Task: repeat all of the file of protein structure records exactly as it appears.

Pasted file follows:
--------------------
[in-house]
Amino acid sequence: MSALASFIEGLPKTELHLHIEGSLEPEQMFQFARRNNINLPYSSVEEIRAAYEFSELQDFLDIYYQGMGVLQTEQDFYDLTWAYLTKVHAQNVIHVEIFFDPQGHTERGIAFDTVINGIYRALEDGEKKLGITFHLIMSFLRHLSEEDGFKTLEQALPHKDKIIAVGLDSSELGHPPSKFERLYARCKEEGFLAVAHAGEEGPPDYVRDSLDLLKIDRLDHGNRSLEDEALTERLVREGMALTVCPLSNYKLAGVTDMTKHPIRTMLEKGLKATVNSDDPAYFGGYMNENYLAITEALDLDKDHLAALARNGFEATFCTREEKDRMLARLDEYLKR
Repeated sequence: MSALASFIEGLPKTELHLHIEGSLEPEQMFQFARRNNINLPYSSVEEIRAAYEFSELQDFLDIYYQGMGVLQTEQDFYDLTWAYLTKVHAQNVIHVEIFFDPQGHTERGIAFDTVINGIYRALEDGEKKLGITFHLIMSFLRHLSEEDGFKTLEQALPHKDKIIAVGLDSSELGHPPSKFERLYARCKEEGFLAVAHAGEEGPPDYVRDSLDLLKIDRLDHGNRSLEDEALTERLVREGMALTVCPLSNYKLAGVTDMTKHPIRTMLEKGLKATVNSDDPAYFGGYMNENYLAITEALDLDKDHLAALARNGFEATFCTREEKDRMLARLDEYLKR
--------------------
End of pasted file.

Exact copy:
[in-house]
Amino acid sequence: MSALASFIEGLPKTELHLHIEGSLEPEQMFQFARRNNINLPYSSVEEIRAAYEFSELQDFLDIYYQGMGVLQTEQDFYDLTWAYLTKVHAQNVIHVEIFFDPQGHTERGIAFDTVINGIYRALEDGEKKLGITFHLIMSFLRHLSEEDGFKTLEQALPHKDKIIAVGLDSSELGHPPSKFERLYARCKEEGFLAVAHAGEEGPPDYVRDSLDLLKIDRLDHGNRSLEDEALTERLVREGMALTVCPLSNYKLAGVTDMTKHPIRTMLEKGLKATVNSDDPAYFGGYMNENYLAITEALDLDKDHLAALARNGFEATFCTREEKDRMLARLDEYLKR
Repeated sequence: MSALASFIEGLPKTELHLHIEGSLEPEQMFQFARRNNINLPYSSVEEIRAAYEFSELQDFLDIYYQGMGVLQTEQDFYDLTWAYLTKVHAQNVIHVEIFFDPQGHTERGIAFDTVINGIYRALEDGEKKLGITFHLIMSFLRHLSEEDGFKTLEQALPHKDKIIAVGLDSSELGHPPSKFERLYARCKEEGFLAVAHAGEEGPPDYVRDSLDLLKIDRLDHGNRSLEDEALTERLVREGMALTVCPLSNYKLAGVTDMTKHPIRTMLEKGLKATVNSDDPAYFGGYMNENYLAITEALDLDKDHLAALARNGFEATFCTREEKDRMLARLDEYLKR